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Feature Article: Building Community Climate Resilience with Compound-Flood Modeling Tools

Feature Article: Building Community Climate Resilience with Compound-Flood Modeling Tools

Release Date: 
January 6, 2022

When Hurricane Ida made landfall in Louisiana in August 2021, it was classified as a Category 4 storm with 150 mph winds, a storm surge that measured at more than five feet in New Orleans and 10 feet in Grand Isle, and rainfall of more than 15 inches. Inland flooding from the rain, combined with overflowing waterways and storm-surge flooding, resulted in a compound-flood event.

Satellite image depicts Houston, Texas, area after Hurricane Harvey in 2017. Brown water in the middle of the city image covers flooded areas of the city, showing the rivers overflowing into the city.In 2021, extreme flooding from rain affected residents across the United States, causing property damage and loss of life. These extreme weather events are becoming all too common. In fact, a recent United Nations report—Climate Change 2021—found that heavy rain events are likely to become more intense and frequent, resulting in an increase in severe flooding events around the globe.

Preparing for and responding to climate change is a priority for the Department of Homeland Security (DHS), with Secretary Alejandro Mayorkas announcing earlier this year the creation of a Climate Change Action Group to drive the department’s cross-functional efforts. And as DHS’ research and development arm, the Science and Technology Directorate (S&T) is developing resilience tools and resources to help communities and first responders prepare for the effects of climate change.

Community-Oriented Flood Risk Planning in Coastal Communities

South Carolina has had its share of historic weather events that caused severe flooding. In October 2016, Hurricane Matthew was a Category 1 storm when it reached the state and left overwhelming flooding in its wake from storm surge, heavy rainfall, and overflowing rivers. In September 2017, Hurricane Irma, one of the strongest hurricanes recorded in the Atlantic Ocean, caused extensive destruction in the Caribbean and southeastern U.S. Irma made landfall in Florida as a Category 3 storm, and while it had weakened into a tropical storm when it moved onto Georgia and South Carolina, it brought significant storm-surge flooding and wind gusts, tornadoes, flooding rainfall, and river flooding. When an area is overcome by multiple sources of flooding at once, it becomes a compound-flood event.

S&T partnered with Deltares USA to address the risks that come with these type of events, developing a community-oriented, flood-hazard modeling and impact assessment decision support tool using open-source data, models and software. S&T and Deltares are integrating a suite of open-source tools the company developed into a Community Flood Resilience Support System (CFRSS) that can help communities make more informed decisions around flood risks and climate mitigations. CFRSS models flooding and damages caused by the combined effects of tides, storm surges, inundating precipitation, and river discharge to enhance understanding and the ability to address vulnerability to compound events.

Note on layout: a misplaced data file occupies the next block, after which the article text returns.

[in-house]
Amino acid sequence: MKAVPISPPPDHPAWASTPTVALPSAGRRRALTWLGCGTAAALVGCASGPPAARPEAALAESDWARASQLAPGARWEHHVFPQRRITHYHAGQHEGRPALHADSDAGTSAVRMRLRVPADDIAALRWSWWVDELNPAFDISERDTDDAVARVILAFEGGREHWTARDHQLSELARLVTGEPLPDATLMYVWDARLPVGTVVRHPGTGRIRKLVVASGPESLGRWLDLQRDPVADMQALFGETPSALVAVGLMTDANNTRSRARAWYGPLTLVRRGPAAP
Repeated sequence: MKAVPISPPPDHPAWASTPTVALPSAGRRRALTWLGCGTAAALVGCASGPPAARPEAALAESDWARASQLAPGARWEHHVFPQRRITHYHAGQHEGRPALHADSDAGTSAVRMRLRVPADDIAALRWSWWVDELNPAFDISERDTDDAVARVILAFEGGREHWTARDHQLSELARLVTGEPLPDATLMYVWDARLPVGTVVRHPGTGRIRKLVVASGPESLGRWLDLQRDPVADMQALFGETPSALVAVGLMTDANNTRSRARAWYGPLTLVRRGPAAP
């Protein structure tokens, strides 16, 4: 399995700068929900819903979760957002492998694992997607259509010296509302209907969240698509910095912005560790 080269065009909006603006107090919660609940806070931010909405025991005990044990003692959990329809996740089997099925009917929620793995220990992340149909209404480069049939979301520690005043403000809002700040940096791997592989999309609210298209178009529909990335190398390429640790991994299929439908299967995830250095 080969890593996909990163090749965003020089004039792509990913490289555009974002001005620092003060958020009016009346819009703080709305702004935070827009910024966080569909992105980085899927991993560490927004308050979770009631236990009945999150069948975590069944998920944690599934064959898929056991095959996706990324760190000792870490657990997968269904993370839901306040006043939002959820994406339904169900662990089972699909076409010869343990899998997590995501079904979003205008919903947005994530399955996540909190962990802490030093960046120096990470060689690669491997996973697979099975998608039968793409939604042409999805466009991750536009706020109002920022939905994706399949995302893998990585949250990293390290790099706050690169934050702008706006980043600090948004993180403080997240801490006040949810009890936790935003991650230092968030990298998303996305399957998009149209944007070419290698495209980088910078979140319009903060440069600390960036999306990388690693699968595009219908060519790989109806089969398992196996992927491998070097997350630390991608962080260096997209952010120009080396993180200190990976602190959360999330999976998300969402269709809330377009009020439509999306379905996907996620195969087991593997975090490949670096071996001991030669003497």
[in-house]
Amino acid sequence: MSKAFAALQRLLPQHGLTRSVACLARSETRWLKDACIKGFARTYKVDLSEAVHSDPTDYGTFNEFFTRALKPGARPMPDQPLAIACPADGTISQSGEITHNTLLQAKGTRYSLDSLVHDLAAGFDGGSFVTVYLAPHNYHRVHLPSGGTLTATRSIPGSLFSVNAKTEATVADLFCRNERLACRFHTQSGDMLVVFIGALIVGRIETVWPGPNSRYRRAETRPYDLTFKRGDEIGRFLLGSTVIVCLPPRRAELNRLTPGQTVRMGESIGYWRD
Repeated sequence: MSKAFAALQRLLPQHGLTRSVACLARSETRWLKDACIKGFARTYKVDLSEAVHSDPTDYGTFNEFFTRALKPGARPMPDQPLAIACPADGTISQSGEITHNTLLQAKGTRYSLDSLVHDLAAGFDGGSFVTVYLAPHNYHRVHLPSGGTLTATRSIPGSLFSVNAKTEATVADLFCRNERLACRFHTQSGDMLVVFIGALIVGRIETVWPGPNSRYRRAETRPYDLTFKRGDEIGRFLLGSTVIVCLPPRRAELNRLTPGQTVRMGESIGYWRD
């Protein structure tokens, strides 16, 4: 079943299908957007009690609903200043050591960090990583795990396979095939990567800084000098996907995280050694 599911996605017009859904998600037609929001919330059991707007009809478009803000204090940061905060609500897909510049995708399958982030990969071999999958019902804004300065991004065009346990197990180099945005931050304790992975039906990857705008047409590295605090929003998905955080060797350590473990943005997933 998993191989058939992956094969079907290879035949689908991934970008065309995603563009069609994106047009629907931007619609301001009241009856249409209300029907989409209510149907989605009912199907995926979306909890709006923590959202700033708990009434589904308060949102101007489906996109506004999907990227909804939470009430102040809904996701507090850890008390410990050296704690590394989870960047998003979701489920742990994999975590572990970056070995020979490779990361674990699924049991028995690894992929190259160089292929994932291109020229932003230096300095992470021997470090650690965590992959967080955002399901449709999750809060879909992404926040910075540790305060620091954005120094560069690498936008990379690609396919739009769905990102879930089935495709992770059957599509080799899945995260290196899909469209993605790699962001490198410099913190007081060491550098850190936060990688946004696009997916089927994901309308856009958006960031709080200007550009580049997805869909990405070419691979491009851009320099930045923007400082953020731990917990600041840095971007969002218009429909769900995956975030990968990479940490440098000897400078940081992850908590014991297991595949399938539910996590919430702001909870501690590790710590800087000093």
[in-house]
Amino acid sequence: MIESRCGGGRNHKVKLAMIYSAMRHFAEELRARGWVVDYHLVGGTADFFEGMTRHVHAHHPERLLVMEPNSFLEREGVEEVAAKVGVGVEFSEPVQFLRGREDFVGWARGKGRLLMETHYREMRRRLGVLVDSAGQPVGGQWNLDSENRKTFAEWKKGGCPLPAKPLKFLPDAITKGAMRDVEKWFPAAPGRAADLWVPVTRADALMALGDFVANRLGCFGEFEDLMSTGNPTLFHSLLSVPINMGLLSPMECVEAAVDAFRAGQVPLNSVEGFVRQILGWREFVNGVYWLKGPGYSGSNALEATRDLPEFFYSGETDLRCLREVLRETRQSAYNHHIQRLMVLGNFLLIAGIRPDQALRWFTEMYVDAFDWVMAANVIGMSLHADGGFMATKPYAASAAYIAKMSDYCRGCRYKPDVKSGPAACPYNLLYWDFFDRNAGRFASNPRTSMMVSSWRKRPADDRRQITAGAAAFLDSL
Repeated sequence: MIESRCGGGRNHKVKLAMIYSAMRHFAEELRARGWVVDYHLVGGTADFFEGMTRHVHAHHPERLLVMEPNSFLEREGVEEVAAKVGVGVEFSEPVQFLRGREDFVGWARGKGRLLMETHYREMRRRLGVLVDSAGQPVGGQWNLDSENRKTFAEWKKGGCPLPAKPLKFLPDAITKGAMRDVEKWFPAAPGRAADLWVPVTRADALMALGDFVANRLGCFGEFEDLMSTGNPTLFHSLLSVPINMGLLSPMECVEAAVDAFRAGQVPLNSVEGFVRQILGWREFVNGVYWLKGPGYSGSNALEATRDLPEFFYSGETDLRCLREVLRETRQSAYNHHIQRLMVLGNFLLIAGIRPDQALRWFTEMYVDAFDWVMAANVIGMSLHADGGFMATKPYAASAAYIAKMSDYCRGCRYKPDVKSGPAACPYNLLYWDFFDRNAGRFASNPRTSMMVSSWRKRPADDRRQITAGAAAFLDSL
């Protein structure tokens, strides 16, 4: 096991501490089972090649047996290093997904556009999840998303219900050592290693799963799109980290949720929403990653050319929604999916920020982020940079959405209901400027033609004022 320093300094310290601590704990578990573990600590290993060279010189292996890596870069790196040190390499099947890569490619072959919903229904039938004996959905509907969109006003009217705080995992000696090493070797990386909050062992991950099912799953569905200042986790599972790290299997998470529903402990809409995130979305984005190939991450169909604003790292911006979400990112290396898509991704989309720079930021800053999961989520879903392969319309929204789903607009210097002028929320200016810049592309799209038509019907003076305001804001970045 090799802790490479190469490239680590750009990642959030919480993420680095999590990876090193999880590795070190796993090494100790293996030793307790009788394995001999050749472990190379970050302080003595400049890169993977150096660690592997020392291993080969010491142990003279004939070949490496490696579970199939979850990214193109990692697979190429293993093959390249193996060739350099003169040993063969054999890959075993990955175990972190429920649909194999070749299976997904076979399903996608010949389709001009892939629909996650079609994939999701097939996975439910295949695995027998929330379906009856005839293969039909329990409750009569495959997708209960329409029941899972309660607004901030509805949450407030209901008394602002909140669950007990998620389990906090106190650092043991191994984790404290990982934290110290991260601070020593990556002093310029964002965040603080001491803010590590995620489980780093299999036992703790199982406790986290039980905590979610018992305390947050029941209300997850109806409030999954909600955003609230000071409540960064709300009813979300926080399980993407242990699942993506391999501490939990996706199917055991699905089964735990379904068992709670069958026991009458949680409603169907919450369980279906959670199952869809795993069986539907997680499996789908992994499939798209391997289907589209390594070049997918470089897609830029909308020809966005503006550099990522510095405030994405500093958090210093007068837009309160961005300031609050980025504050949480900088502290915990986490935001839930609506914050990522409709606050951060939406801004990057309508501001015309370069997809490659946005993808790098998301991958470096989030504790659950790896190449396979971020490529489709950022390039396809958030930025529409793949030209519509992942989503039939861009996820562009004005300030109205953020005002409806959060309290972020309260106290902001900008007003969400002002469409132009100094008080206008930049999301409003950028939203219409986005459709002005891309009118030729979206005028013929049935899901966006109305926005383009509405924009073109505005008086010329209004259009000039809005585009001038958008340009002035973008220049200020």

S&T is working with Deltares because of its robust open-source software and scientifically validated models, and the company’s practitioner-driven focus will ensure that the tools are useful to end users. Training materials also are being developed so other communities can learn to leverage the technology as well.

“Our partnership with Deltares delivers a technology that bridges multiple flood types and the expertise of local stakeholders has helped hone the software to make it an effective community planning tool,” said Dr. David Alexander, S&T senior science advisor for resilience. “Additionally, users can play around with flood abatement settings, like adding flood walls or pumps or raising structures, to see how those would impact potential flood areas.”

Working with Local Experts

Screenshot from CFRSS ArcGIS project showing the Charleston, South Carolina, peninsula. The white areas are parts of Charleston that are above water, while the blue represents the surrounding water and areas of land that have flooded. Some parts of the city are colored red, orange or yellow to represent sample visual of flood damage costs. The left image shows the extent of flooding marked by the blue areas from Hurricane Hugo, while the right image shows more white space and fewer areas that would have flooded with the addition of a peninsula sea wall. S&T and Deltares selected Charleston, South Carolina, as the CFRSS testbed since it provided ideal conditions and has experienced compound flooding. The city has dealt with coastal flooding caused by surges and tides, as well as from hurricanes; it has experienced inland flooding from heavy precipitation and river flooding; and it has faced flash floods caused by the changing landscape of a developing area. With all these flood-risk factors, Charleston was an optimal location for testing and applying the CFRSS system.